The triumphal procession of electrical light did not just make an innovative contribution to designing public spaces – the work environment also changed immensely, for instance through the possibility of night work and of working in artificial light.
You are bound to have heard that Eskimos apparently have a large number of words for snow. It should be a similar case for light – after all, light is not identical in all cases by a long shot, as it can occur in the most diverse colours and forms and fulfil the widest range of functions.
We use lamps and luminaires to create a certain atmosphere, whether at home, in museums or in window displays. The focus is usually on functionality when artificial light is used, for instance for road traffic, on a football field or in operating theatres.
Choosing the right lighting for the office is also essential. Light at workplaces should be functional and practical, so that employees have the required perspective at all times. Poor or inadequate lighting or even lighting that is too bright leads to fatigue, eye problems and headaches – all of which are very unwelcome in people’s everyday working lives.
An entire city dedicated to design: this year the Salone Internazionale del Mobile in Milan, the world’s largest furniture fair, attracted more than 300,000 visitors. The new creations and reinterpreted classics weren’t just displayed on the trade fair grounds – as part of the SaloneFuori, new and familiar faces alike showed their exciting designs throughout the districts of Milan.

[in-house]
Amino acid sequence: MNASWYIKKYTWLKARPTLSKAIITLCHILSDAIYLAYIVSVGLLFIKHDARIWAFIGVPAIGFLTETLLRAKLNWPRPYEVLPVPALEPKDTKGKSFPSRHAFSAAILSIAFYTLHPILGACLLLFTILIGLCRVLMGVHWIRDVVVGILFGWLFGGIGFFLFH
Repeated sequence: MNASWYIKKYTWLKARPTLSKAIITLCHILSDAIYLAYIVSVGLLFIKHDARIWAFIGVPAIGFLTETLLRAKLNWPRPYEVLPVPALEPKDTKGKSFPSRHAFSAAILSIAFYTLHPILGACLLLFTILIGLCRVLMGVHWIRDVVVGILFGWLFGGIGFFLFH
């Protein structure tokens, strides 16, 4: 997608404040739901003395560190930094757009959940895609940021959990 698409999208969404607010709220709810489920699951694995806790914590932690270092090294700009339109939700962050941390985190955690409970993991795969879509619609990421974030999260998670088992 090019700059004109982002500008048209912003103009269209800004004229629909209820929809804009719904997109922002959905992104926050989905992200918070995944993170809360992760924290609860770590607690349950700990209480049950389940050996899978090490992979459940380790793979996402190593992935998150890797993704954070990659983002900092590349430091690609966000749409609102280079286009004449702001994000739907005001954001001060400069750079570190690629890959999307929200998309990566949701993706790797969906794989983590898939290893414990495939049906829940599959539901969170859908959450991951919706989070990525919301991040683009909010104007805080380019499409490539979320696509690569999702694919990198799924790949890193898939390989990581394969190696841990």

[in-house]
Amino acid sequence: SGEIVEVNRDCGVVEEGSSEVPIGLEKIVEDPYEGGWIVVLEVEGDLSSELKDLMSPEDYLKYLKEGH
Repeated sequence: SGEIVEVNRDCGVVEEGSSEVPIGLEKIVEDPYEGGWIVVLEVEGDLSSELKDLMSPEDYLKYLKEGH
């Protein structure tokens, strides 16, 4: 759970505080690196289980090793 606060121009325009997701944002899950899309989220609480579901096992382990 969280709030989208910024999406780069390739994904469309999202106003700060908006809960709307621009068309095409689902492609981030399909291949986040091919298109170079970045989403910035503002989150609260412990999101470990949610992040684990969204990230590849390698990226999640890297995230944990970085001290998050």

In recent years the biggest trends and most extravagant presentations were mainly found in the centre of town, but in 2013 many of the large brands focused again on their presentation at the trade fair: Over 2,500 exhibitors presented new home and office furniture products as well as lighting design in an area covering more than 200,000 square metres. Many exhibitors such as Vitra, Cappellini and Kartell designed their stands as impressively as if they were stage sets. One major trend turned out to be playing with nature, either in terms of materials (cork, felt, marble and even paper were on display), structure, texture or in how the designs were presented. This idea was matched by the colour trends: in addition to a wide range of pastel shades, natural hues like nude, terracotta and yellow were everywhere. Also én vogue: retro colours such as a pale antique pink, dark teal and brown shades.